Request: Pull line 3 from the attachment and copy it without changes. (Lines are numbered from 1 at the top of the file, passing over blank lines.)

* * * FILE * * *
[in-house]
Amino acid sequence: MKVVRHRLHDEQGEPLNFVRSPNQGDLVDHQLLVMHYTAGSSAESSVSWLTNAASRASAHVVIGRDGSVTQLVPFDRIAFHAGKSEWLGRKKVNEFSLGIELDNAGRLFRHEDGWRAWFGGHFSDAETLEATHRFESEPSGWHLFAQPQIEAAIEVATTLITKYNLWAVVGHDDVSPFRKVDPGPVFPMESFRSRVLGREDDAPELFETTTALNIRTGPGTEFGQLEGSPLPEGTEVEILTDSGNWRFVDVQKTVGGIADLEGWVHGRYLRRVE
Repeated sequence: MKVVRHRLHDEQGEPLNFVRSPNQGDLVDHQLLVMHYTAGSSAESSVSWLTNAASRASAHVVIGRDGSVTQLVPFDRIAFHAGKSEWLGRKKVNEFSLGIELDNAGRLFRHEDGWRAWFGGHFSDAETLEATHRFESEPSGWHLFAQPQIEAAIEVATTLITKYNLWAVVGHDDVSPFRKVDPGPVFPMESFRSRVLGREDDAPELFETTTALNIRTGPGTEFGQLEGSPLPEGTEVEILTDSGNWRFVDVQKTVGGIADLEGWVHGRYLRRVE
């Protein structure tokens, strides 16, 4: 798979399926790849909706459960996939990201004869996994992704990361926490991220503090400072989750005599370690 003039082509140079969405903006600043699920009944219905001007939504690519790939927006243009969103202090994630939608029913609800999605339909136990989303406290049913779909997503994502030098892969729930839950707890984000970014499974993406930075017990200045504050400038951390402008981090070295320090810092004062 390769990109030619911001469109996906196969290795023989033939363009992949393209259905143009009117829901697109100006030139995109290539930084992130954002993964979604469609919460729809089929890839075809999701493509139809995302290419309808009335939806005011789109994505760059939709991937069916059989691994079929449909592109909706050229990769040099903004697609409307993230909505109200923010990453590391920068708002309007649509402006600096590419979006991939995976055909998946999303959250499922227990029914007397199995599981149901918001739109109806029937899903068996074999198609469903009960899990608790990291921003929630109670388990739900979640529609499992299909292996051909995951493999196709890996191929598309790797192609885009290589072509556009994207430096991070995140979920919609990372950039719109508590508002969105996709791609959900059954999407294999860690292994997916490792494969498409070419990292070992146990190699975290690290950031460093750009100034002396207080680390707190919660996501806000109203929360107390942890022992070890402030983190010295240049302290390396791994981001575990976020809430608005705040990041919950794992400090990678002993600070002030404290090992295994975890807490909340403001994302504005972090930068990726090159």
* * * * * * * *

Repeated sequence: MKVVRHRLHDEQGEPLNFVRSPNQGDLVDHQLLVMHYTAGSSAESSVSWLTNAASRASAHVVIGRDGSVTQLVPFDRIAFHAGKSEWLGRKKVNEFSLGIELDNAGRLFRHEDGWRAWFGGHFSDAETLEATHRFESEPSGWHLFAQPQIEAAIEVATTLITKYNLWAVVGHDDVSPFRKVDPGPVFPMESFRSRVLGREDDAPELFETTTALNIRTGPGTEFGQLEGSPLPEGTEVEILTDSGNWRFVDVQKTVGGIADLEGWVHGRYLRRVE